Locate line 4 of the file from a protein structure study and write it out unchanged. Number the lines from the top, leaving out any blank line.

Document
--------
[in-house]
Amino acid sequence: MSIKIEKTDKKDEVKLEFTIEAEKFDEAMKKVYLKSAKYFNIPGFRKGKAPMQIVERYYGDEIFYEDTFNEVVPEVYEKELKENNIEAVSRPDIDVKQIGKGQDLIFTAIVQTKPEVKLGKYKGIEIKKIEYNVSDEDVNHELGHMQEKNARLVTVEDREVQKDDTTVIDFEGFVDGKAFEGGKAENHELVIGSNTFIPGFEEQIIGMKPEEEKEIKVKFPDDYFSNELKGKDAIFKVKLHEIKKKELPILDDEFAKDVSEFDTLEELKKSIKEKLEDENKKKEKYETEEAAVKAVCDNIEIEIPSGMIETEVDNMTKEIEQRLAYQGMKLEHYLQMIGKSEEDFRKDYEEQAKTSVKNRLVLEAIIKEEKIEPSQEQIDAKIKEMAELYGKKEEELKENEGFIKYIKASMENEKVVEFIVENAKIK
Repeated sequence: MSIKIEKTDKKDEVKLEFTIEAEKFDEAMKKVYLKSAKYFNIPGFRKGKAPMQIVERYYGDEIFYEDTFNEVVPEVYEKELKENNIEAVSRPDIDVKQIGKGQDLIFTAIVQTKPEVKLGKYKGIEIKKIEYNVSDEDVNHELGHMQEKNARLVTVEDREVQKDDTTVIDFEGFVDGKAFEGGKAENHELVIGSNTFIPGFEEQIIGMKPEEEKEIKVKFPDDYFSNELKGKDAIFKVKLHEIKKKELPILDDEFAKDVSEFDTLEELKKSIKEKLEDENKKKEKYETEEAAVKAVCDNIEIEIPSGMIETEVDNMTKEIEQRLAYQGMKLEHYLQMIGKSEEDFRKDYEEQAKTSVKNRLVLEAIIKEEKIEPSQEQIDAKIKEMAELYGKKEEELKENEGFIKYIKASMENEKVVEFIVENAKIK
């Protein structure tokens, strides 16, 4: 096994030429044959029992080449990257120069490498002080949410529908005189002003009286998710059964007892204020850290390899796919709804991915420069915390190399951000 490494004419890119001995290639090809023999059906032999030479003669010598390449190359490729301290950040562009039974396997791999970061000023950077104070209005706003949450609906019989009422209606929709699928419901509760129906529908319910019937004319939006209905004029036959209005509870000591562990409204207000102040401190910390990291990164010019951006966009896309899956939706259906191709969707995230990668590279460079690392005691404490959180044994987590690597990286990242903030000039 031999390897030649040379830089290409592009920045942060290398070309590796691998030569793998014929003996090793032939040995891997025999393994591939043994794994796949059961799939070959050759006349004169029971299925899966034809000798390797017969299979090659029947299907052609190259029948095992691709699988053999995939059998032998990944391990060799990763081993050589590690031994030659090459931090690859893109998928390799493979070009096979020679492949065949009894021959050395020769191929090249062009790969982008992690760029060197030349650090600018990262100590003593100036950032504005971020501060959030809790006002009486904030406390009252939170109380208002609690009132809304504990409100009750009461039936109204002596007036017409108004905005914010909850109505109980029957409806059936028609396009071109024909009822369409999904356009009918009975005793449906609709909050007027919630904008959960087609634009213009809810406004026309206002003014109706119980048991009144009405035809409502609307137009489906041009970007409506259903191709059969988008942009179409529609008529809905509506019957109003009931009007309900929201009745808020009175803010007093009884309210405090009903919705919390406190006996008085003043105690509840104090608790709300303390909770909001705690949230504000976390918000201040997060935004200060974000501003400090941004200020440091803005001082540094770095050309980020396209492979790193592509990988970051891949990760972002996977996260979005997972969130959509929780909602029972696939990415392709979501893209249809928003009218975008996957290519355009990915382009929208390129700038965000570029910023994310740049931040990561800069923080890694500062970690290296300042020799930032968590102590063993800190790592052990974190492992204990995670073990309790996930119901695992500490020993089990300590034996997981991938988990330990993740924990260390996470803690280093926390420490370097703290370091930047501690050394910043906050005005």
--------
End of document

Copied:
């Protein structure tokens, strides 16, 4: 096994030429044959029992080449990257120069490498002080949410529908005189002003009286998710059964007892204020850290390899796919709804991915420069915390190399951000 490494004419890119001995290639090809023999059906032999030479003669010598390449190359490729301290950040562009039974396997791999970061000023950077104070209005706003949450609906019989009422209606929709699928419901509760129906529908319910019937004319939006209905004029036959209005509870000591562990409204207000102040401190910390990291990164010019951006966009896309899956939706259906191709969707995230990668590279460079690392005691404490959180044994987590690597990286990242903030000039 031999390897030649040379830089290409592009920045942060290398070309590796691998030569793998014929003996090793032939040995891997025999393994591939043994794994796949059961799939070959050759006349004169029971299925899966034809000798390797017969299979090659029947299907052609190259029948095992691709699988053999995939059998032998990944391990060799990763081993050589590690031994030659090459931090690859893109998928390799493979070009096979020679492949065949009894021959050395020769191929090249062009790969982008992690760029060197030349650090600018990262100590003593100036950032504005971020501060959030809790006002009486904030406390009252939170109380208002609690009132809304504990409100009750009461039936109204002596007036017409108004905005914010909850109505109980029957409806059936028609396009071109024909009822369409999904356009009918009975005793449906609709909050007027919630904008959960087609634009213009809810406004026309206002003014109706119980048991009144009405035809409502609307137009489906041009970007409506259903191709059969988008942009179409529609008529809905509506019957109003009931009007309900929201009745808020009175803010007093009884309210405090009903919705919390406190006996008085003043105690509840104090608790709300303390909770909001705690949230504000976390918000201040997060935004200060974000501003400090941004200020440091803005001082540094770095050309980020396209492979790193592509990988970051891949990760972002996977996260979005997972969130959509929780909602029972696939990415392709979501893209249809928003009218975008996957290519355009990915382009929208390129700038965000570029910023994310740049931040990561800069923080890694500062970690290296300042020799930032968590102590063993800190790592052990974190492992204990995670073990309790996930119901695992500490020993089990300590034996997981991938988990330990993740924990260390996470803690280093926390420490370097703290370091930047501690050394910043906050005005």